United Nations agencies have kicked off a polio vaccination campaign for children across Afghanistan, the first nationwide drive to fight the potentially fatal disease in more than three years.
Health Ministry officials say 10 million children under the age of 5 are expected to receive the vaccine drops during the house-to-house inoculation campaign starting on November 8.
This includes more than 3 million children in parts of the war-torn country who had previously remained inaccessible to vaccination campaigns against the infectious disease, according to the World Health Organization (WHO) and the UN Children’s Fund, UNICEF.
UNICEF and WHO announced last month that the Taliban leadership had given its support to resuming polio vaccinations across Afghanistan.
The Taliban has attacked polio vaccination teams in the past, accusing them of gathering intelligence on its militants. But the hard-line Islamist group is now ruling Afghanistan after toppling the internationally backed Kabul government in mid-August.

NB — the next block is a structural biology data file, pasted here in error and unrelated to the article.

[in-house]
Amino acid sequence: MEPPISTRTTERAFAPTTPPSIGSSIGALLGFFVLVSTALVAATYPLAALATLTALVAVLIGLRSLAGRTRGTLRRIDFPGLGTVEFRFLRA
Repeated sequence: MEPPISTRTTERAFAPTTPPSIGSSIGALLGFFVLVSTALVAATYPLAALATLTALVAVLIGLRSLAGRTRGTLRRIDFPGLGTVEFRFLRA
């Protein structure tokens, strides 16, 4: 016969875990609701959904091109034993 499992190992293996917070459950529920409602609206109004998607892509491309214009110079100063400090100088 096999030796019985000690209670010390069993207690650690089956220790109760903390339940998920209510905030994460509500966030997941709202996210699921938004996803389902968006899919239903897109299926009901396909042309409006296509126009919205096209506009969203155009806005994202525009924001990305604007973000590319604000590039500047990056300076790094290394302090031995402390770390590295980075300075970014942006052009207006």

Polio is an incurable disease transmitted through sewage that can cause paralysis and death.
Afghanistan and neighboring Pakistan are the last countries in the world where the disease is still endemic.
With only one case of wild poliovirus reported this year in Afghanistan, compared with 56 in 2020, the country has an “extraordinary opportunity” to eradicate the disease, WHO said.
"Vaccinate your #children against polio and protect their future!" UNICEF urged families in Afghanistan via Twitter on November 7.